Aqaba and Karak Castle

                                                                                                  Aqaba

Aqaba is a port city (mostly a resort town) on the Red Sea’s Gulf.  It is the most southern point of Jordan and is bordered by Saudi Arabia, Israel and Egypt.   Inhabited since 4000 B.C., it’s home to the Islamic-era Aqaba Fortress and the adjacent Aqaba Archaeological Museum.  Since these antiquities truly pale in comparison to some of the other treasures that Jordan has to offer, most come to Aqaba for the  beach resorts.   The sand is very fine and golden, the water is warm (even at the end of November) and windsurfing and other water sports abound.  Aqaba is considered a top destination for scuba divers, with notable dive sites including the Yamanieh coral reef in the Aqaba Marine Park, south of the city.

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Mars on Earth – Wadi Rum

Wadi Rum

Entering Wadi Rum was a slow motion experience of leaving earth and entering a totally different world.  The sand slowly starts to turn a deeper and darker hue of red and the surrounding dramatic sandstone and basalt mountains jut out of its sandy floor.  Camels walk about the desert with or without accompanying owners under the bluest of skies as they have for thousands and thousands of years….

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Petra, magnificent Petra!

Treasury  – Sunrise

We decided to get up at 5 am and make it down to the Petra visitor center for 6 am when it opens.  There is a small but very informative museum there (free) which we visited the night before.  We wanted to stake everything out to be fully ready for our big Petra day – something that we have been looking forward to for a really long time.  We had pre-purchased the basic Jordan Pass (prior to entering Jordan) which covers most tourist attractions and the Jordan entry visa +1 day in Petra.  There is an option to add to your 1 day in Petra and purchase an extra day for $5/day up to 2 extra days.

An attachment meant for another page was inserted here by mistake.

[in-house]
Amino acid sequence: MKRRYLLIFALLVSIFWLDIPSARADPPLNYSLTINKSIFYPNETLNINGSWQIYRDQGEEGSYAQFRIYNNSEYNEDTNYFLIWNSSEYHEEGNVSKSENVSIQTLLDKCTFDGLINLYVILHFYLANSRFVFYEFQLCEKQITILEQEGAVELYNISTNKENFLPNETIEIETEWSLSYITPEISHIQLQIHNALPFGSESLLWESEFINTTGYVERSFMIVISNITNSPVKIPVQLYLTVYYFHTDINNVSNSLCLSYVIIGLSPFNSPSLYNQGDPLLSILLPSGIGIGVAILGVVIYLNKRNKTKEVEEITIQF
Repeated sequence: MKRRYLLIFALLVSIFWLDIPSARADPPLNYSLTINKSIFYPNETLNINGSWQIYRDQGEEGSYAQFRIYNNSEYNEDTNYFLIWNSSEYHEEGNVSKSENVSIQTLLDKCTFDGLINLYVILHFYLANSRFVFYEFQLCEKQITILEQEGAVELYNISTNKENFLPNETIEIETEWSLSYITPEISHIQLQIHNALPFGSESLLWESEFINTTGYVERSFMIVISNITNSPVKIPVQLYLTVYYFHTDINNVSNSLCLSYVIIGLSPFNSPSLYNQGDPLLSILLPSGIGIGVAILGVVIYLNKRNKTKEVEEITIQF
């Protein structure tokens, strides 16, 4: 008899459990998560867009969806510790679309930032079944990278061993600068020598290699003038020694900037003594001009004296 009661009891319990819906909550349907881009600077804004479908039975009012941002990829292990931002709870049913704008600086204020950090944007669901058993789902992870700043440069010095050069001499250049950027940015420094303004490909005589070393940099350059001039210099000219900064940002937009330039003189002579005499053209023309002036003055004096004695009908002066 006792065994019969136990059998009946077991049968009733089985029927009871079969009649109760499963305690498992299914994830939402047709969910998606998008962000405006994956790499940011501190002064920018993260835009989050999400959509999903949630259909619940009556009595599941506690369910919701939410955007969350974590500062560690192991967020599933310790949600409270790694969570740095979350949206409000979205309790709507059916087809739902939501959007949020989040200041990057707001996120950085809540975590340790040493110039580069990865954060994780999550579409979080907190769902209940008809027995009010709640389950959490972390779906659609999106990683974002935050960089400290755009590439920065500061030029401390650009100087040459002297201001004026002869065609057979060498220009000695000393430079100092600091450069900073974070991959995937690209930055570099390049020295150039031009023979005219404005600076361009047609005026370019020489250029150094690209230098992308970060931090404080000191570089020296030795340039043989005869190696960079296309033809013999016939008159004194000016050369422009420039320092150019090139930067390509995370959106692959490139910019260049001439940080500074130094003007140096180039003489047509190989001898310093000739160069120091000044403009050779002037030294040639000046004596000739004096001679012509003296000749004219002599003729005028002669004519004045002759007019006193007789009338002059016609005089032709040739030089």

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Amman, Ajloun and Jerash

Jerash

Arriving in Amman after a month in Egypt was a refreshing start.  We rented a car and were on our way to the Holiday Inn Express where we recuperated from the pollution and craziness of Cairo.   We arrived with our Jordan Pass in hand – which we highly recommend purchasing prior to entering Jordan as part of it’s fee is the Jordan entry visa.  You have a choice of 1 – 3 days in Petra and the pass covers most sights including the entry fee to Wadi Rum.  All the sights that we visited were part of the Jordan Pass except for a few churches in Madaba and Mt. Nebo.  

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10 days in Cairo and Alexandria

The Great Pyramid of Giza

Flying over Cairo was a vision of sand – mazes of uniform brown buildings creating domino like displays wherever you looked.  Driving into Cairo was an assault on our senses – the smell of diesel and burning plastic, the loud sound of never ending horns, the heat through the haze of pollution…45 minutes later we were in the serenity of our hotel at the Holiday Inn Express MaadiContinue reading “10 days in Cairo and Alexandria”

Crete

Our last 10 days in Greece were spent on the northern part of it’s largest island – Crete.  With thousands of years of culture and history, there are many pockets to experience and enjoy.  There is a big contrast between such a large island and the smaller less developed ones that we visited earlier.  My heart is with the less developed and less touristy islands as they are cleaner and much quieter.   Continue reading “Crete”

Paros and Antiparos

Paros quickly become one of my favorite islands of the Cyclades. Located in the heart of the Aegean Sea, Paros has many traditional villages showing off the unique Cycladic architecture with cobblestone streets, whitewashed sugar houses and blue-domed churches. The beaches are famous for their exotic turquoise  crystal clear water and the warm golden sand.  It is very easy to get around the island on an ATV and they are readily available at the port for about $25/day.   Given that we only have a small roller and a backpack to house all of our possessions, it makes traveling on an ATV very easy and allows us to see areas that a regular vehicle would have trouble accessing. Continue reading “Paros and Antiparos”